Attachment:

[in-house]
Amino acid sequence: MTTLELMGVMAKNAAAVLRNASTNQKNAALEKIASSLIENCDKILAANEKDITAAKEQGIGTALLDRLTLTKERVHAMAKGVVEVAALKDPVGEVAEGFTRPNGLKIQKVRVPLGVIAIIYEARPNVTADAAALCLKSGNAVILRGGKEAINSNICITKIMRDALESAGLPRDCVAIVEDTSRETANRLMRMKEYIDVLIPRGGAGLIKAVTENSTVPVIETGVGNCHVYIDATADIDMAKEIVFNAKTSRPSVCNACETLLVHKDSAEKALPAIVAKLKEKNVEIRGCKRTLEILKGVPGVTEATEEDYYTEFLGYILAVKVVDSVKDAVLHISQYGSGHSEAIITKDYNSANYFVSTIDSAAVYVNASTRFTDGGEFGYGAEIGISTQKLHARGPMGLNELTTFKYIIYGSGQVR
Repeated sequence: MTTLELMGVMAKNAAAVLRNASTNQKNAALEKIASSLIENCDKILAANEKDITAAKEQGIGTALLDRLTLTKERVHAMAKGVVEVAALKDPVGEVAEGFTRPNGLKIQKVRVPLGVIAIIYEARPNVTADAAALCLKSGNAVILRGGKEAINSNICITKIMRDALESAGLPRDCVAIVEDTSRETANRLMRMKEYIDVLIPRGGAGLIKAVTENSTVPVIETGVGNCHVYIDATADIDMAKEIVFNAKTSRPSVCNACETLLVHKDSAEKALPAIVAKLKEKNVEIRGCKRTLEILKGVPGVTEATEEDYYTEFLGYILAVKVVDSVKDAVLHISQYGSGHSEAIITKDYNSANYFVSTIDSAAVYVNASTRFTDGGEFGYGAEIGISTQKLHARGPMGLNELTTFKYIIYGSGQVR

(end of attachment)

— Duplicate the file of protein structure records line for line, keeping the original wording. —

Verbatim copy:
[in-house]
Amino acid sequence: MTTLELMGVMAKNAAAVLRNASTNQKNAALEKIASSLIENCDKILAANEKDITAAKEQGIGTALLDRLTLTKERVHAMAKGVVEVAALKDPVGEVAEGFTRPNGLKIQKVRVPLGVIAIIYEARPNVTADAAALCLKSGNAVILRGGKEAINSNICITKIMRDALESAGLPRDCVAIVEDTSRETANRLMRMKEYIDVLIPRGGAGLIKAVTENSTVPVIETGVGNCHVYIDATADIDMAKEIVFNAKTSRPSVCNACETLLVHKDSAEKALPAIVAKLKEKNVEIRGCKRTLEILKGVPGVTEATEEDYYTEFLGYILAVKVVDSVKDAVLHISQYGSGHSEAIITKDYNSANYFVSTIDSAAVYVNASTRFTDGGEFGYGAEIGISTQKLHARGPMGLNELTTFKYIIYGSGQVR
Repeated sequence: MTTLELMGVMAKNAAAVLRNASTNQKNAALEKIASSLIENCDKILAANEKDITAAKEQGIGTALLDRLTLTKERVHAMAKGVVEVAALKDPVGEVAEGFTRPNGLKIQKVRVPLGVIAIIYEARPNVTADAAALCLKSGNAVILRGGKEAINSNICITKIMRDALESAGLPRDCVAIVEDTSRETANRLMRMKEYIDVLIPRGGAGLIKAVTENSTVPVIETGVGNCHVYIDATADIDMAKEIVFNAKTSRPSVCNACETLLVHKDSAEKALPAIVAKLKEKNVEIRGCKRTLEILKGVPGVTEATEEDYYTEFLGYILAVKVVDSVKDAVLHISQYGSGHSEAIITKDYNSANYFVSTIDSAAVYVNASTRFTDGGEFGYGAEIGISTQKLHARGPMGLNELTTFKYIIYGSGQVR